Children learn how to grieve

Safe environment of support and love
Grief and bereavement have a tremendous impact on the lives of children and teenagers.
Henriette Lamprecht
Children's grief is often overlooked, while bereavement has a tremendous impact on their young lives on a social, mental, emotional, physical and spiritual level.

A trauma camp for children, which will be offered again this year in April by Legacy of Love's Sybrand and Ronel de Beer, aims to give them the opportunity to try to process and articulate their grief at the children's level. The camp is a safe environment of support and love through a faith-based program and activities that empower the children and young teenagers with skills and a chance for healing.

The trauma camp took place last year with 16 primary school children attending. The children really enjoyed it, says Ronel, and were given numerous aids to help them with their emotions and how to deal with them. "They played, were in nature and creative. Fanie (Dr. Rias Oberholzer's hand puppet) also came to visit."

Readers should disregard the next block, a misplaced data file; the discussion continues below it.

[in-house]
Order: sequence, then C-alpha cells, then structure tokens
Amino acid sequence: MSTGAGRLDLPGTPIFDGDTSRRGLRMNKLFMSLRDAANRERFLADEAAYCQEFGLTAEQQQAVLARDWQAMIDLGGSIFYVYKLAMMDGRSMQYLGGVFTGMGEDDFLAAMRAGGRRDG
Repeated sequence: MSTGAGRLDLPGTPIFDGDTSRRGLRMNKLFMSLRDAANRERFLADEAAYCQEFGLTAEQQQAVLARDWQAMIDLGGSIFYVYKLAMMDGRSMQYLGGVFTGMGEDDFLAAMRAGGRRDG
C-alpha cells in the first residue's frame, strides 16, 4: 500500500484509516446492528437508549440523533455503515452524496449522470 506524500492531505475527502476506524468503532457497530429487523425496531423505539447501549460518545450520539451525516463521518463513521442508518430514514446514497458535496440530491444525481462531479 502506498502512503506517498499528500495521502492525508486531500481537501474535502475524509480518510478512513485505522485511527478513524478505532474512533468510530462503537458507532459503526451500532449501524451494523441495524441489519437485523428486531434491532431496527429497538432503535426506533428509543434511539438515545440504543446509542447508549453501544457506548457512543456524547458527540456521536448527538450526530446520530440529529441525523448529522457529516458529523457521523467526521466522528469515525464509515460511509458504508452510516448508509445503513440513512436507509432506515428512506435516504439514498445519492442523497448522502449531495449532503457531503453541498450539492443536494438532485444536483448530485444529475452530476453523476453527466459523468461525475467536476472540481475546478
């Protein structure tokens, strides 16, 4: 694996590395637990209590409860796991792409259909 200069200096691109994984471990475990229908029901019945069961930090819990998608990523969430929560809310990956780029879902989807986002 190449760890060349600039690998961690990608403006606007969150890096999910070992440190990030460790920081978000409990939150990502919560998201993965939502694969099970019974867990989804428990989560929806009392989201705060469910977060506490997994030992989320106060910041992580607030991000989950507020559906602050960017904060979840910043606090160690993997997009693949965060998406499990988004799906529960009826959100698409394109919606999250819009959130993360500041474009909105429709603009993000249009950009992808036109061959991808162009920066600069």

A maximum of 20 children can be accommodated during the weekend. Rias is part of the camp again this year as a ministry leader who will also lead the sermon on Sunday, while he is also involved in conversations with teenagers. Sybrand will focus on, among other things, memories and special moments and finding meaning in life; the psychological consultant Monique Dames on how to deal with feelings and emotions; Ronel on the process of grief and how to understand it as well as writing a special letter for the loved one who lost the children; while the youth leader and life coach Francois Dames guides the children in nature on how to take care of themselves and find a healing outlet. Psychologist Analja Wellbach also joins the team.

She and Sybrand actually act as guardians for the children, Ronel says, but because they have worked through the journals of mourning that she compiled, they already know how and what to deal with in collaboration with psychologists.

For the camp on 15 and 16 April for children aged 7 to 12, it depends on the children whether they want to bring an adult with them. "Usually children aged seven to ten want their parents with them."

At the end of the camp, each child receives a care box with, among other things, a mourning journal. The camp for teenagers aged 13 to 16 is on 1 and 2 April. For more information, contact Ronel at 081 366 6456 or [email protected]